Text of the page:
Some Magi, a Journey, a Star, and a Train Wreck

A few rambling connections around a(nother) favorite poem, “Journey of the Magi,” by T. S. Eliot, which incidentally is included as a featured selection in Poetics & Progym III.

‘A cold coming we had of it,
Just the worst time of the year
For a journey, and such a long journey:
The ways deep and the weather sharp,
The very dead of winter.’
And the camels galled, sorefooted, refractory,
Lying down in the melting snow.
There were times we regretted
The summer palaces on slopes, the terraces,
And the silken girls bringing sherbet.
Then the camel men cursing and grumbling
and running away, and wanting their liquor and women,
And the night-fires going out, and the lack of shelters,
And the cities hostile and the towns unfriendly
And the villages dirty and charging high prices:
A hard time we had of it.
At the end we preferred to travel all night,
Sleeping in snatches,
With the voices singing in our ears, saying
That this was all folly.

Then at dawn we came down to a temperate valley,
Wet, below the snow line, smelling of vegetation;
With a running stream and a water-mill beating the darkness,
And three trees on the low sky,
And an old white horse galloped away in the meadow.
Then we came to a tavern with vine-leaves over the lintel,
Six hands at an open door dicing for pieces of silver,
And feet kicking the empty wine-skins.
But there was no information, and so we continued
And arrived at evening, not a moment too soon
Finding the place; it was (you might say) satisfactory.

All this was a long time ago, I remember,
And I would do it again, but set down
This set down
This: were we led all that way for
Birth or Death? There was a Birth, certainly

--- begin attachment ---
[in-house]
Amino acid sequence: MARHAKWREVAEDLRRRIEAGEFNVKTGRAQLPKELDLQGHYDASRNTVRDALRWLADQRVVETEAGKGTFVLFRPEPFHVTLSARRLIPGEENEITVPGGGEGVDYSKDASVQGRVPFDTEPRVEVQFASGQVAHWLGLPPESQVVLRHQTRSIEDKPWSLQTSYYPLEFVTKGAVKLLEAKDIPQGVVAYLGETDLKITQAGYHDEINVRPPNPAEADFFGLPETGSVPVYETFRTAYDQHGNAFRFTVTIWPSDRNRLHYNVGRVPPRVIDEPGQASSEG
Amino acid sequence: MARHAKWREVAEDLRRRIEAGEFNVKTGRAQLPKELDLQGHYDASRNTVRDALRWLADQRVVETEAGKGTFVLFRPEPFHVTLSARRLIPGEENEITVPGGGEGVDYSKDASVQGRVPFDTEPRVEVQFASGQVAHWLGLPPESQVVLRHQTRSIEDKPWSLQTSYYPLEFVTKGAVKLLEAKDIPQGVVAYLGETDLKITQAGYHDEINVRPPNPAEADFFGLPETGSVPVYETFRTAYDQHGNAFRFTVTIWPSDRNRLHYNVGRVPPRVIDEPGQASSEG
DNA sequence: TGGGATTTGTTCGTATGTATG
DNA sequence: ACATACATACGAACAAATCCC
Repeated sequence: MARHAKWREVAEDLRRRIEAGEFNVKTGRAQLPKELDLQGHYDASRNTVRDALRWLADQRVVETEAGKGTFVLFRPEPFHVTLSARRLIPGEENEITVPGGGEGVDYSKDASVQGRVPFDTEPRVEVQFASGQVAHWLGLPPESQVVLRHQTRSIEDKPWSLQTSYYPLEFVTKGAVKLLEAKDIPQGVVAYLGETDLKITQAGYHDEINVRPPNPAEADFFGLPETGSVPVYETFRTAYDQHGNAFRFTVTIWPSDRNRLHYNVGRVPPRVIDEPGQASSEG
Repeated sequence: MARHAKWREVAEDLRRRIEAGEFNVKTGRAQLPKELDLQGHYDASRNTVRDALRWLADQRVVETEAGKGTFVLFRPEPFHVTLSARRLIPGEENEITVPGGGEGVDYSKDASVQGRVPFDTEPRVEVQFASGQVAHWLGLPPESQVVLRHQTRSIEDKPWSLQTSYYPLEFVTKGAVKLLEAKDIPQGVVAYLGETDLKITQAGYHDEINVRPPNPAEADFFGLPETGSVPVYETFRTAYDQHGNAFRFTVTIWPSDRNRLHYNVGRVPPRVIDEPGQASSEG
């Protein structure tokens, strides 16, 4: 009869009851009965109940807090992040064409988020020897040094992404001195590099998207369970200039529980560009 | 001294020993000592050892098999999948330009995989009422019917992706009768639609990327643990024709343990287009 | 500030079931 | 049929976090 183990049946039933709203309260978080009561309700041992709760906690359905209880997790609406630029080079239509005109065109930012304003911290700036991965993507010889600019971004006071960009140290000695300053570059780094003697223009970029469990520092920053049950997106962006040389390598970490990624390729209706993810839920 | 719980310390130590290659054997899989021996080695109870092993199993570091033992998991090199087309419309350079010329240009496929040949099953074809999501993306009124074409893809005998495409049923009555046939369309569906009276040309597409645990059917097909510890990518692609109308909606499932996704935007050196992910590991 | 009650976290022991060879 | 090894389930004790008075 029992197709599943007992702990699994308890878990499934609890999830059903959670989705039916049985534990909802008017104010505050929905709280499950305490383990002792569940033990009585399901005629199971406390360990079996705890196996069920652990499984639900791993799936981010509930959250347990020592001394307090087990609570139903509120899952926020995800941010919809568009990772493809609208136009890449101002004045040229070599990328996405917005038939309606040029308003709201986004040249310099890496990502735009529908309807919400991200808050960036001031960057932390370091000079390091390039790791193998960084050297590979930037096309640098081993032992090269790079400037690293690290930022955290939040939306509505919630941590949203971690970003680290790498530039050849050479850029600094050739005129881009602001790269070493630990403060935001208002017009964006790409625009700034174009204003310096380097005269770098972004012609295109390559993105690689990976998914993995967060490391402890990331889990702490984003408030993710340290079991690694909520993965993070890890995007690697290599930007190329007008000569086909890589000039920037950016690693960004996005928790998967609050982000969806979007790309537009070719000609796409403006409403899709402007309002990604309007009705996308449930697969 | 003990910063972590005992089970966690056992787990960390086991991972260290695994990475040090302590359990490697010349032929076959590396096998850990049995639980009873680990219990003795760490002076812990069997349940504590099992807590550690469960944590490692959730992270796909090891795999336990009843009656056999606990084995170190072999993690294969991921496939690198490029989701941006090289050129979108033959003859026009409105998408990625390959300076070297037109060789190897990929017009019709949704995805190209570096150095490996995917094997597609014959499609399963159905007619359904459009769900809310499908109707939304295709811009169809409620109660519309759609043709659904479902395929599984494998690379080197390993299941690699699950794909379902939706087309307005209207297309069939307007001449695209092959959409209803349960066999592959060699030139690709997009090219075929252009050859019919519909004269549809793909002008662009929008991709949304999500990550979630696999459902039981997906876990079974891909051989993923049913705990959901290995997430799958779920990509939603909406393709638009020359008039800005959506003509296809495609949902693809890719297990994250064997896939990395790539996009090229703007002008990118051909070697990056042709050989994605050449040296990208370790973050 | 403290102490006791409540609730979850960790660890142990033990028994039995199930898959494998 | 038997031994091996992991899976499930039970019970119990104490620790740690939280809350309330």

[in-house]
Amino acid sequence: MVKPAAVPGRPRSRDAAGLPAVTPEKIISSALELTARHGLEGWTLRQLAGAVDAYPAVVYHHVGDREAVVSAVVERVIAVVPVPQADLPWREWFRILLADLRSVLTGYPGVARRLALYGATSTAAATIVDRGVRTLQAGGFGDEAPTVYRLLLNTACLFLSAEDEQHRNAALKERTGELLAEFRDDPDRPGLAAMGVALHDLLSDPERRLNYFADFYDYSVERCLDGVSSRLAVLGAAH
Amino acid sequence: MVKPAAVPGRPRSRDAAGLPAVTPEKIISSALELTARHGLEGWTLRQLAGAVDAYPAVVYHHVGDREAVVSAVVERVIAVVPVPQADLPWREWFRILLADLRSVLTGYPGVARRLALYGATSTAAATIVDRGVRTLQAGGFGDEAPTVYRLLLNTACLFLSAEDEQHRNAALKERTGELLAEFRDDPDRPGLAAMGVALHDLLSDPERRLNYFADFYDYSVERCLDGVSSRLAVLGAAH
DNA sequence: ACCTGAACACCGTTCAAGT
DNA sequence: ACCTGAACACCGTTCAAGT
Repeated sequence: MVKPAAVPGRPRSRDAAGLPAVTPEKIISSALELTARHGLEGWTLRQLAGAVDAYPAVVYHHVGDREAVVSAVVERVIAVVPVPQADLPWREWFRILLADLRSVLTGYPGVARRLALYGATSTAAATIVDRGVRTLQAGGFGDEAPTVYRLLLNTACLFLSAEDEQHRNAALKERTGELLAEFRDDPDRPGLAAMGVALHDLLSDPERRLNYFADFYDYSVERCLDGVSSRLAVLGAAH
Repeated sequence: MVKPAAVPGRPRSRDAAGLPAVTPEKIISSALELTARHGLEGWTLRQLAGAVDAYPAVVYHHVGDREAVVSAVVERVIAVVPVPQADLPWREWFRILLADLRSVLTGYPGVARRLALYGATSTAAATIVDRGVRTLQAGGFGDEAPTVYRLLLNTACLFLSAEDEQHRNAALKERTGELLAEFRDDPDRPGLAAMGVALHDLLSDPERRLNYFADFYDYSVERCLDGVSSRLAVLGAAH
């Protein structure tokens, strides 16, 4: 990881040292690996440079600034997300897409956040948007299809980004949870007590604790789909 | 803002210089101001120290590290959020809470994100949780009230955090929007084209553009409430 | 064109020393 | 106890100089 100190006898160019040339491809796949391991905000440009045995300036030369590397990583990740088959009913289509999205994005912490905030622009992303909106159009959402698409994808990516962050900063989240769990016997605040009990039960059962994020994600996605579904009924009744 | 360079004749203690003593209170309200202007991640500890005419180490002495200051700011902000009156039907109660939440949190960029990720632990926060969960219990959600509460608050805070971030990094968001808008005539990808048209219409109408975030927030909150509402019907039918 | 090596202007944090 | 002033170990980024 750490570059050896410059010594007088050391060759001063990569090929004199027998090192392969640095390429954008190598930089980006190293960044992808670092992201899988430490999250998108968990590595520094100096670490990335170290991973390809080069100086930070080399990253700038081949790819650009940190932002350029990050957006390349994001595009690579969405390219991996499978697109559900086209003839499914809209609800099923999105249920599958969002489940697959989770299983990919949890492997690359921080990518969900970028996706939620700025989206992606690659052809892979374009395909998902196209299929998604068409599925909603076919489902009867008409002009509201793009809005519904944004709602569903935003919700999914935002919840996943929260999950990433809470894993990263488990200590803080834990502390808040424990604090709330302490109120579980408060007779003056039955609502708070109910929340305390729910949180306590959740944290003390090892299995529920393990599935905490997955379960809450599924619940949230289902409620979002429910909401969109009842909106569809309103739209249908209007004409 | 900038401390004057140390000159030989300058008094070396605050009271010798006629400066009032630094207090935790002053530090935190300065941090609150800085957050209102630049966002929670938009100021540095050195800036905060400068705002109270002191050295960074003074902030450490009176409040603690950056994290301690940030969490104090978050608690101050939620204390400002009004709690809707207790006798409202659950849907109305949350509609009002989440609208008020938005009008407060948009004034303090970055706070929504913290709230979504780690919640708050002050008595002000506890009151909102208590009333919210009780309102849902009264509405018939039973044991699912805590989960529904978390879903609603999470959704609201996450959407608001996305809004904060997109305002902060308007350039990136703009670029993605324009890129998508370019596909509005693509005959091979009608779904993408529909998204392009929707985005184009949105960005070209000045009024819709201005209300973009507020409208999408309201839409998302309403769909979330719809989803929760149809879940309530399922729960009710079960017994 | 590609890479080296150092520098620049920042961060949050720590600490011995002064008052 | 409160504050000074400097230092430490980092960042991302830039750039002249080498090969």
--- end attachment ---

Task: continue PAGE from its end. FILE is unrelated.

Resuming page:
We had evidence and no doubt. I had seen birth and death,
But had thought they were different; this Birth was
Hard and bitter agony for us, like Death, our death.
We returned to our places, these Kingdoms,
But no longer at ease here, in the old dispensation,
With an alien people clutching their gods.
I should be glad of another death.

My pastor either mentioned, or else alluded to, or otherwise made me think of, Eliot’s poem in his Christmas series sermon about the Star, “Joy and Weeping,” (audio at the bottom of the post).

Immediately (ahem, yes, during the sermon; keeping it real—that’s how connections work for me) I was reminded of my friend Rosaria Butterfield’s words describing her conversion—a train wreck. The full force of Eliot’s poem struck me anew. The old life, the old affections, the old relationships are utterly and completely devastated by second birth. “I had seen birth and death, but had thought they were different.” Romans 6:3-4 comes to life before our very eyes:

Know ye not, that so many of us as were baptized into Jesus Christ were baptized into his death? Therefore we are buried with him by baptism into death: that like as Christ was raised up from the dead by the glory of the Father, even so we also should walk in newness of life.

Eliot images this newness of life as “hard and bitter agony.” This may or may not be true of us at conversion, depending on our earlier life experiences. And it may or may not be true of us in our own chief experience in the Christian life. But it is—or will be—most assuredly true of every Christian at some point in life, surrounded as we are by “an alien people clutching their gods.”

Eliot wrote this and several other hauntingly beautiful poems in the midst of and following his own train wreck conversion. “Journey of the Magi” was written in 1927, the year that he was baptized into the Church of England. Read The Waste Land (1922), “The Hollow Men” (1925), “Ash Wednesday” (1930) along with this poem.

For your listening pleasure:

And for your viewing pleasure:
Journey of the Three Wise Men, James Tissot, 1893

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